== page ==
It was essential to test the equipment in situ because obstacles such as concrete floors, under floor heating or thick walls can cause obstruction to the signal. After completing a site survey, Ian Pagett, from Total Integrated Communications a part of the Computerworld Business Solutions group, concluded: “There was a process we went through where we looked at the building in great detail to determine the number of access points that would provide the required functionality and coverage. To ensure we had the right mix we tested a large proportion of the rooms and generated a list that specified the classrooms we were covering, identifying the expected usage and concentration. For example if you look at a break out environment you might have 20 children browsing the internet, while in the dining room where there’s going to be less heavy usage.” The graphics suite and music area were deemed the heaviest usage areas where there could be 20-30 students all streaming video over the wireless network.
The presence of a D-Link engineer was a big plus. Hartley says: “It was fantastic really to have the manufacturer on board to answer any questions and to assure us it was going to work. They’ve seen multiple installations in different environments, so if they’ve seen something before they can advise us because they’ve got the experience and vision.”
The implementation was designed to cause minimal disruption to the college, with all the equipment preconfigured off-site, all the ports and access points set up with the correct addresses so engineers onsite just had to set them in place, and test them. Although cabling took two weeks and installation a week, the jobs ran simultaneously so the whole project was completed in a two-week window.
“We also had post-deployment support where D-Link came out to assist us with one or two set-up issues,” adds Hartley. A couple of issues related to co-channel interference, which is inevitable with 80 access points across the college were ironed out easily, while some devices needed drivers updating to be able to fully utilise the wireless network.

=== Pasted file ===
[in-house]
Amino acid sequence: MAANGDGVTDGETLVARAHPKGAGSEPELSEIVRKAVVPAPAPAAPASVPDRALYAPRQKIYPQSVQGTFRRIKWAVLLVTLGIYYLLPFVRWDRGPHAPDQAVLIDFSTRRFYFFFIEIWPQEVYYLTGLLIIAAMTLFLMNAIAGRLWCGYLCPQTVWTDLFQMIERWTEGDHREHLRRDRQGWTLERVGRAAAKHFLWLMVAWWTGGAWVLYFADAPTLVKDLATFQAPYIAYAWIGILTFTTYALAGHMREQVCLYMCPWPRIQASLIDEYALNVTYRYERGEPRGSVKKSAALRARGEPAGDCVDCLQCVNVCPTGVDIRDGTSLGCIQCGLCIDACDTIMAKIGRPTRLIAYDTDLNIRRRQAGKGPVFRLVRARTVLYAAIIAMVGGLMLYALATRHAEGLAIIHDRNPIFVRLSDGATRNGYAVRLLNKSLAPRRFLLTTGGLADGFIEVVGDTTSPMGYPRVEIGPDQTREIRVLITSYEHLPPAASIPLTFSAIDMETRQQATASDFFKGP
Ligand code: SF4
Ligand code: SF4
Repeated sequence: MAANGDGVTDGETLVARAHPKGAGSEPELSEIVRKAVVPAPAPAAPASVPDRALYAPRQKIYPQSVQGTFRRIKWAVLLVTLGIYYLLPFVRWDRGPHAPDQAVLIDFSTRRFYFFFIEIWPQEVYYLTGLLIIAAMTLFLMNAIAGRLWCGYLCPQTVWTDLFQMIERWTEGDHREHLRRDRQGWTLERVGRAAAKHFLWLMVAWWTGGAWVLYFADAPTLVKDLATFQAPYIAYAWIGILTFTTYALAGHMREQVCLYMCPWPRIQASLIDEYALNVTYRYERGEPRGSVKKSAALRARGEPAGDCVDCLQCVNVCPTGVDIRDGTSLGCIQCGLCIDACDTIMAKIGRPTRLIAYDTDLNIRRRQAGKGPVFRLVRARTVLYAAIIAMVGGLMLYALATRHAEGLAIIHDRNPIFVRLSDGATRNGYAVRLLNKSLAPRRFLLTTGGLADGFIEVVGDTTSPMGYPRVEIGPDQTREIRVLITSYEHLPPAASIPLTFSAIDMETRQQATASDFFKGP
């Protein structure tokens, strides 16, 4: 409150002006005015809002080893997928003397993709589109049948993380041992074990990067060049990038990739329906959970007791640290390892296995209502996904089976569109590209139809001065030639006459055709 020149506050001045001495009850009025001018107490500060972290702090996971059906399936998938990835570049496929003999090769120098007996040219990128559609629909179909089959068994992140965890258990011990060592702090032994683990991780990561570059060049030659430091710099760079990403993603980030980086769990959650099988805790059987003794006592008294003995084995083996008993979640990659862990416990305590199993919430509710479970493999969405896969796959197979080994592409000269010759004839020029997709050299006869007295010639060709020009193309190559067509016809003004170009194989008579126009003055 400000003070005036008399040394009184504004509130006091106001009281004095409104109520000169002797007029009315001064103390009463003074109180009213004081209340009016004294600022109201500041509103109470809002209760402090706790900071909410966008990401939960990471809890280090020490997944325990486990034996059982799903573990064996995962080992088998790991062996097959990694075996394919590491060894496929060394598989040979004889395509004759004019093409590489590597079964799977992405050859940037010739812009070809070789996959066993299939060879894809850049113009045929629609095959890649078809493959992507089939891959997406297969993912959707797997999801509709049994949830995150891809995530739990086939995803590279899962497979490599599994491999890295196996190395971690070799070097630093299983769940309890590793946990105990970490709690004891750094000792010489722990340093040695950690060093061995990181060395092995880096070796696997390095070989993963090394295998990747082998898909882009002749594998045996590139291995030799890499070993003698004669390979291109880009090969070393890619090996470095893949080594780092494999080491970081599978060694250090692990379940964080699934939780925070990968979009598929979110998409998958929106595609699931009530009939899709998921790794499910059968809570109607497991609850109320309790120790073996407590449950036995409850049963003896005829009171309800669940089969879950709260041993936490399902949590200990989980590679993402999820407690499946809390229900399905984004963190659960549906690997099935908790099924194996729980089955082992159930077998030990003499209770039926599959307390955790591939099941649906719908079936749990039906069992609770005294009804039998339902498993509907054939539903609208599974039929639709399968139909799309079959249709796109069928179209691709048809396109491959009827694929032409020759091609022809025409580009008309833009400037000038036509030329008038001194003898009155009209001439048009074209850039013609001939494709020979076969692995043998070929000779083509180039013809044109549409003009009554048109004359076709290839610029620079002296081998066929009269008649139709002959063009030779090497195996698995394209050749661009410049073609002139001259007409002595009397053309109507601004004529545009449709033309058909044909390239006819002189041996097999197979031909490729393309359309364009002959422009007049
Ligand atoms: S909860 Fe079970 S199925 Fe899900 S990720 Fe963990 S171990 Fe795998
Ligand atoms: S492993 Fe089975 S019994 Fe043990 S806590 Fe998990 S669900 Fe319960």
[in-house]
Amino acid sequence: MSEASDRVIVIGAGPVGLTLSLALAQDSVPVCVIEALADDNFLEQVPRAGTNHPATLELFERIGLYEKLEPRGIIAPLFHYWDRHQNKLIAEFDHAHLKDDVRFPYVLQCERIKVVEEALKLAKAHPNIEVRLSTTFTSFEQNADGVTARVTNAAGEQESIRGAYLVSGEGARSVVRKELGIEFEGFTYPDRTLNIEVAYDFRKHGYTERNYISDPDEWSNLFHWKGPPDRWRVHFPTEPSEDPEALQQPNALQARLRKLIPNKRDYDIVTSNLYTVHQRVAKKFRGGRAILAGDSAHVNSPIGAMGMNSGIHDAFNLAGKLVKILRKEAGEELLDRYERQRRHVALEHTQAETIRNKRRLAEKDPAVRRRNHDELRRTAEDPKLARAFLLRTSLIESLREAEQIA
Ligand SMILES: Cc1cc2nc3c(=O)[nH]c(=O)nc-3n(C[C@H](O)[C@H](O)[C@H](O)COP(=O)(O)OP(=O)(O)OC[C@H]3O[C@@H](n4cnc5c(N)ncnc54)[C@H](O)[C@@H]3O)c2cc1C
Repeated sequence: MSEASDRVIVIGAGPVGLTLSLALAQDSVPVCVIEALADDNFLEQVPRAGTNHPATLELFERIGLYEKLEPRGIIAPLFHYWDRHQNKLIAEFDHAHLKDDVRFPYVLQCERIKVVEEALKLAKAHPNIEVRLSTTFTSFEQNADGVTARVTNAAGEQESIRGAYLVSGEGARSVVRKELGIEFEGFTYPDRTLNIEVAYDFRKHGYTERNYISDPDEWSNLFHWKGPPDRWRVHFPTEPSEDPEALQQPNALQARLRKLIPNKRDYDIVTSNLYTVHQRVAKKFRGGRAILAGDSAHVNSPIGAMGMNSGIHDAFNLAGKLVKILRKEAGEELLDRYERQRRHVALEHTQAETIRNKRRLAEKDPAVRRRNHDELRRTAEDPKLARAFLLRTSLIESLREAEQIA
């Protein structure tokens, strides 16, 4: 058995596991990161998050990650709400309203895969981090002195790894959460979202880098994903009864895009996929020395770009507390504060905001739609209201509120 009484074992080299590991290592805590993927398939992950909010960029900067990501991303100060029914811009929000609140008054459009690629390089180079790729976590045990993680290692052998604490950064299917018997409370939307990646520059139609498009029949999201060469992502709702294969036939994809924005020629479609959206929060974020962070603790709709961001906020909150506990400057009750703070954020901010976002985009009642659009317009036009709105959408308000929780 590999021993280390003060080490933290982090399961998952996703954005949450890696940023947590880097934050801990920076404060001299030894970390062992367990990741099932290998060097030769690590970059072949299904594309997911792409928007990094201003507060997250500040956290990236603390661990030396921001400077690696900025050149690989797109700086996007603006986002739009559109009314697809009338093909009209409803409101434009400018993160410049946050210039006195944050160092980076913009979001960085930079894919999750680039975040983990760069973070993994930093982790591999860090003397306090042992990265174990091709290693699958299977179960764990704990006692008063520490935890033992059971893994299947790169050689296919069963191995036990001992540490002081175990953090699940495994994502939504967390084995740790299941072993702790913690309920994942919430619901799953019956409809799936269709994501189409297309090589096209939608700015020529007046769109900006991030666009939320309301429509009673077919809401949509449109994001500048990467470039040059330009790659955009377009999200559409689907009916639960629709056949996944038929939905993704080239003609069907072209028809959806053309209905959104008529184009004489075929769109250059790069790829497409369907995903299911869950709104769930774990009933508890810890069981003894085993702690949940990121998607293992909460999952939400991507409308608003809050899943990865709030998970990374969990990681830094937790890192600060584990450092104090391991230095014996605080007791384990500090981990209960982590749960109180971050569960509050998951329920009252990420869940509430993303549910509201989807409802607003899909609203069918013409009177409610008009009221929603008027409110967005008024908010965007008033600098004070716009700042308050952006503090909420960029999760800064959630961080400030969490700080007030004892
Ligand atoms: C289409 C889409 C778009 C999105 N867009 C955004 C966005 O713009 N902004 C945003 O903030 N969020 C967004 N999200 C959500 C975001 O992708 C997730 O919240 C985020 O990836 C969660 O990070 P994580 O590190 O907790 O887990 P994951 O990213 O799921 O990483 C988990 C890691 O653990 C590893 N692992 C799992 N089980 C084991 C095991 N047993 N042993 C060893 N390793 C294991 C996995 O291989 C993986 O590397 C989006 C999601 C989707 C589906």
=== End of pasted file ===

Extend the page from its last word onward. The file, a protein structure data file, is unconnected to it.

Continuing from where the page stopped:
Hartley says: “You know it’s working when you see students on their phones, checking their e-mails, and working away on their laptops.”
The fact the network is a managed environment also makes life easier for the IT team. “The management features all work well and the Power over Ethernet simplifies it further,” says Hartley. Being a managed solution, once a device is registered with the wireless it can be used anywhere around the college. “In the past, each access point had independent configurations, whereas now if we change a setting or password on the system, it can be pushed out around the campus within a matter of minutes.”
The college is trusting in allowing students to use the internet with their own devices, with the necessary controls and security in place. But the drive to upgrade the network came from the top and the principal and senior management team were keen to ensure all students had access to the network. “There’s no question this ability to provide the network campus-wide was seen as a great leveller, as not every student that comes here would be able to afford 3G,” says Hartley.
For the college, WiFi is also seen as a differentiator. “It is quite a big selling point. It does set us apart. Students don’t have to pay data charges to use their devices, so it helps from their viewpoint, and there’s this always on technology which they can use to look up some information to help with their studies.”
The set-up not only puts the college ahead of the curve today, it also allows it to develop going forward, with the ability to expand the network to cater for future growth or extra access requirements.
Based in the heart of the West Midlands, Computerworld Business Solutions are specialist IT Solutions Providers. They offer comprehensive and competitive support packages featuring system consultancy, training, network design and storage and full support services. Sales Manager Steve Hennessy can be contacted on 0121 643 5362. For more information visit www.cbs.cc